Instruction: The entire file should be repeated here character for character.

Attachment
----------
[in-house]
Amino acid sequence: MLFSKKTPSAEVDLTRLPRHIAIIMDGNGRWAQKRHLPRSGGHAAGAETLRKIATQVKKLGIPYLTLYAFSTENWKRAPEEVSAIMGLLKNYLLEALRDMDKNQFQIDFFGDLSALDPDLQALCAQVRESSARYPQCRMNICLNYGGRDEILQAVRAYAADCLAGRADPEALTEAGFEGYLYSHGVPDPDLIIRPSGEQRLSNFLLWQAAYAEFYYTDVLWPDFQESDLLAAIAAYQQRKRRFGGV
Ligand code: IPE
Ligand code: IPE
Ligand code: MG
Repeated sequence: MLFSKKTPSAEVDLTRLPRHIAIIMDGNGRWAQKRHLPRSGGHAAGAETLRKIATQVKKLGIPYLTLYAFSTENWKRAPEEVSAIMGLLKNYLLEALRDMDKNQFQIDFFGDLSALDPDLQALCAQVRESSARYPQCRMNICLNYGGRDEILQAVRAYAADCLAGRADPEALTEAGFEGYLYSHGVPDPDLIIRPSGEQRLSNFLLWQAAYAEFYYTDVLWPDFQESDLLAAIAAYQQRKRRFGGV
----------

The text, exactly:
[in-house]
Amino acid sequence: MLFSKKTPSAEVDLTRLPRHIAIIMDGNGRWAQKRHLPRSGGHAAGAETLRKIATQVKKLGIPYLTLYAFSTENWKRAPEEVSAIMGLLKNYLLEALRDMDKNQFQIDFFGDLSALDPDLQALCAQVRESSARYPQCRMNICLNYGGRDEILQAVRAYAADCLAGRADPEALTEAGFEGYLYSHGVPDPDLIIRPSGEQRLSNFLLWQAAYAEFYYTDVLWPDFQESDLLAAIAAYQQRKRRFGGV
Ligand code: IPE
Ligand code: IPE
Ligand code: MG
Repeated sequence: MLFSKKTPSAEVDLTRLPRHIAIIMDGNGRWAQKRHLPRSGGHAAGAETLRKIATQVKKLGIPYLTLYAFSTENWKRAPEEVSAIMGLLKNYLLEALRDMDKNQFQIDFFGDLSALDPDLQALCAQVRESSARYPQCRMNICLNYGGRDEILQAVRAYAADCLAGRADPEALTEAGFEGYLYSHGVPDPDLIIRPSGEQRLSNFLLWQAAYAEFYYTDVLWPDFQESDLLAAIAAYQQRKRRFGGV